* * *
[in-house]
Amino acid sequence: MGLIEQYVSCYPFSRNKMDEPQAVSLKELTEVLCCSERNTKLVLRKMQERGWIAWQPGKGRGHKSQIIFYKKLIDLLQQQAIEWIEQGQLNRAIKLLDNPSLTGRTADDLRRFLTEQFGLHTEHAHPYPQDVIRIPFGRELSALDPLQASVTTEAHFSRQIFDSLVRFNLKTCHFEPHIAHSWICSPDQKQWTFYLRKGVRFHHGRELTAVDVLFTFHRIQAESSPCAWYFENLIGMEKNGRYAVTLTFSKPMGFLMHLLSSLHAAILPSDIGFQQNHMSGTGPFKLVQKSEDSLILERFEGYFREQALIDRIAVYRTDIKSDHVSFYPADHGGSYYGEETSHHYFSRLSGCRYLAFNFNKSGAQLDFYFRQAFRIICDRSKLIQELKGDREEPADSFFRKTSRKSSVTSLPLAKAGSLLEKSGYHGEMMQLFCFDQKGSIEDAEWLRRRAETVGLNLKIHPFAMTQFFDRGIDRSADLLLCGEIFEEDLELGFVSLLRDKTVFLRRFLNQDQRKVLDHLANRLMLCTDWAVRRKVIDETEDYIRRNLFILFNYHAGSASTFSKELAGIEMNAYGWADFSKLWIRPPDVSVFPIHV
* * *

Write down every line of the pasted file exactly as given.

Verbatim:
[in-house]
Amino acid sequence: MGLIEQYVSCYPFSRNKMDEPQAVSLKELTEVLCCSERNTKLVLRKMQERGWIAWQPGKGRGHKSQIIFYKKLIDLLQQQAIEWIEQGQLNRAIKLLDNPSLTGRTADDLRRFLTEQFGLHTEHAHPYPQDVIRIPFGRELSALDPLQASVTTEAHFSRQIFDSLVRFNLKTCHFEPHIAHSWICSPDQKQWTFYLRKGVRFHHGRELTAVDVLFTFHRIQAESSPCAWYFENLIGMEKNGRYAVTLTFSKPMGFLMHLLSSLHAAILPSDIGFQQNHMSGTGPFKLVQKSEDSLILERFEGYFREQALIDRIAVYRTDIKSDHVSFYPADHGGSYYGEETSHHYFSRLSGCRYLAFNFNKSGAQLDFYFRQAFRIICDRSKLIQELKGDREEPADSFFRKTSRKSSVTSLPLAKAGSLLEKSGYHGEMMQLFCFDQKGSIEDAEWLRRRAETVGLNLKIHPFAMTQFFDRGIDRSADLLLCGEIFEEDLELGFVSLLRDKTVFLRRFLNQDQRKVLDHLANRLMLCTDWAVRRKVIDETEDYIRRNLFILFNYHAGSASTFSKELAGIEMNAYGWADFSKLWIRPPDVSVFPIHV